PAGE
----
Wu transitions form his singular Lear to the portrayal of almost all the play’s major roles. In contrast to Lear, with his high-key signing and movement in Act I, the characters in Act II are varied and heterogeneous. If Act I presents the tragic “old gentleman” (sheng) type, then Act II demonstrates the satiric role of the “clown” (chou) in traditional Beijing opera.

Act III – Role: Wu Hsing-kuo

Lear is summoned from a remote place and appears like a ghost. Narrating the rising and vanishing of human lives in a ritualistic way, Wu’s singing and movement are intended to present the changing nature of life and the loss of the past.

Role Types of Beijing Opera

Sheng – The main role, sheng is either civil or military. Actors are trained for three primary parts: lao sheng, a middle-aged or old man who wears a beard; xiao sheng, a young man; and wu sheng, a military character who is especially skilled in acrobatics.

DanDan refers to any female role in Beijing opera and can be divided into six subtypes: qing yi, modest and virtuous; hua dan, flirtatious; gui men dan, a young, married girl; dao ma dan, a stronger, more forceful character such as a female general; wu dan, the female acrobat; and lao dan, an old woman.

Jing – The jing is a painted-face male role and is usually a forceful character, so a jing must have a strong voice and be able to exaggerate gestures. The three main types of jing roles include dongchui, a loyal general with a black face who excels at singing; jiazi, a complex character played by a skilled actor; and wu jing, a martial and acrobatic character.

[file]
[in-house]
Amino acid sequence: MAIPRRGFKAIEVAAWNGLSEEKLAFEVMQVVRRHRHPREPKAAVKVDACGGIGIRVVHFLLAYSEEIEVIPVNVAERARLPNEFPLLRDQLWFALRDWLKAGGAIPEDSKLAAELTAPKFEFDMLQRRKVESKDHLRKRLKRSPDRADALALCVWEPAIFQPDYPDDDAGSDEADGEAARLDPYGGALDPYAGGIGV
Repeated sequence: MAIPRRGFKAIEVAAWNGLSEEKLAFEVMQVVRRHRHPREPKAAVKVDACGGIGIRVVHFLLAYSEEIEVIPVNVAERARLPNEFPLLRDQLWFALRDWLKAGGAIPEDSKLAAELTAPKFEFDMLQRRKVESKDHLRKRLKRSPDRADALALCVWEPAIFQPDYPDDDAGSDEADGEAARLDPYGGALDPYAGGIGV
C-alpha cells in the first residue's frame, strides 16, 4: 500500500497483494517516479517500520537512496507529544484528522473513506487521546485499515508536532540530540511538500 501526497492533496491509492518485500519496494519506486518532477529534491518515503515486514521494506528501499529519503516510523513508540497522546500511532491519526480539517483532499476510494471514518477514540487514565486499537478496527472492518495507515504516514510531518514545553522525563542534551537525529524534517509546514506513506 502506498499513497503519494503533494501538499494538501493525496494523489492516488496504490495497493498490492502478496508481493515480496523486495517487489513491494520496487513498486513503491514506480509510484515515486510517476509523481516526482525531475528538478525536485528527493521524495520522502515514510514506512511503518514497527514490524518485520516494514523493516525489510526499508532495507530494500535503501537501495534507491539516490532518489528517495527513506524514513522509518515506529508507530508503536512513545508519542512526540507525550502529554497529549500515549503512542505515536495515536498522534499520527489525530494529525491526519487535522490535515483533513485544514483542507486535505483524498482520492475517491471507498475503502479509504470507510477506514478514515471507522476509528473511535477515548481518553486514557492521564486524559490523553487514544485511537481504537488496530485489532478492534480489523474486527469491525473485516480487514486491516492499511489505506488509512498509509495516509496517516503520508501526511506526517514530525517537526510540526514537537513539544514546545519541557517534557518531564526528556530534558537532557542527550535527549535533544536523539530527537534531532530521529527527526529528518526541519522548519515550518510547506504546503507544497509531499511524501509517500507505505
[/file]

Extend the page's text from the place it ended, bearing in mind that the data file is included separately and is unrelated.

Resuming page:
Chou – The chou is a male clown role (the name of the role is a homophone of the Mandarin word for “ugly”). Chou parts can be divided into two types: wen chou, usually a civilian such as a jailer, servant, merchant, or scholar; and wu chou, a military character, such as a soldier, who must be skilled in acrobatics.

[Description includes excerpts from production playbill and Contemporary Legend Theatre website.]

Comments (1):

  1. btyung says:

    Can someone confirm that Wu performs the roles of Goneril and Regan using Beijing Opera subtype: gui men dan, a young, married girl?

    Are there examples of the use of this subtype by a female artist?

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    Li’er zaici (Lear is Here)

    Wu, Hsing-kuo | Productions
    Contemporary Legend Theatre Company
    Taipei, Taiwan
    View productions by this company


    Source: Courtesy of Contemporary Legend Theatre

    Full video

    Note: This is the full video

    Duration: 01:56:21

    Wu Hsing-kuo as Lear questions his identity

    Note: Wu as Lear addresses the mask he has removed as if were a mirror, removes make-up.

    The Fool explores his role

    Note: The Fool presents himself as Lear's shadow, reflection, alterego, or even the author of the story.

    Wu Hsing-kuo - epilogue to King Lear

    Note: In the final act of Lear is Here, Wu appears as "himself" but also as a monk on a spiritual quest and questions the justice of the heavens.

    Goneril - declaration of love

    Note: WU Hsing-kuo in female dress, but without make-up performs Goneril's declaration of love to King Lear.